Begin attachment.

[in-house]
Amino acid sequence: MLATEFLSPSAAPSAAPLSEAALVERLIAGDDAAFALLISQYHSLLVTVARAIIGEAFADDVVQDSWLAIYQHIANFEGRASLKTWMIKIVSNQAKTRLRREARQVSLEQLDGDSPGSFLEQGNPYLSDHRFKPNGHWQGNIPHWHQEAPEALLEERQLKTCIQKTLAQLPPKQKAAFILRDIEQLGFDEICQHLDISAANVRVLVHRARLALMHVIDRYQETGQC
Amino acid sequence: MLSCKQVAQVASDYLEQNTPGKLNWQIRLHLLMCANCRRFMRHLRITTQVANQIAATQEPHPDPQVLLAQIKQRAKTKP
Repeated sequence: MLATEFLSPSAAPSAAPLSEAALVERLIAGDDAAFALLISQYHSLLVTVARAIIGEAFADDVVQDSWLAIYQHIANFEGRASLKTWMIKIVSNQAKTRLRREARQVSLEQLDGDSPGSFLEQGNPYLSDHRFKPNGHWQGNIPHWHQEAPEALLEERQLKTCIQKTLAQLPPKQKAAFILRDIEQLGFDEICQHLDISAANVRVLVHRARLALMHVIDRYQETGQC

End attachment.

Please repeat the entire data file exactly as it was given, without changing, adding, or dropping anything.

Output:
[in-house]
Amino acid sequence: MLATEFLSPSAAPSAAPLSEAALVERLIAGDDAAFALLISQYHSLLVTVARAIIGEAFADDVVQDSWLAIYQHIANFEGRASLKTWMIKIVSNQAKTRLRREARQVSLEQLDGDSPGSFLEQGNPYLSDHRFKPNGHWQGNIPHWHQEAPEALLEERQLKTCIQKTLAQLPPKQKAAFILRDIEQLGFDEICQHLDISAANVRVLVHRARLALMHVIDRYQETGQC
Amino acid sequence: MLSCKQVAQVASDYLEQNTPGKLNWQIRLHLLMCANCRRFMRHLRITTQVANQIAATQEPHPDPQVLLAQIKQRAKTKP
Repeated sequence: MLATEFLSPSAAPSAAPLSEAALVERLIAGDDAAFALLISQYHSLLVTVARAIIGEAFADDVVQDSWLAIYQHIANFEGRASLKTWMIKIVSNQAKTRLRREARQVSLEQLDGDSPGSFLEQGNPYLSDHRFKPNGHWQGNIPHWHQEAPEALLEERQLKTCIQKTLAQLPPKQKAAFILRDIEQLGFDEICQHLDISAANVRVLVHRARLALMHVIDRYQETGQC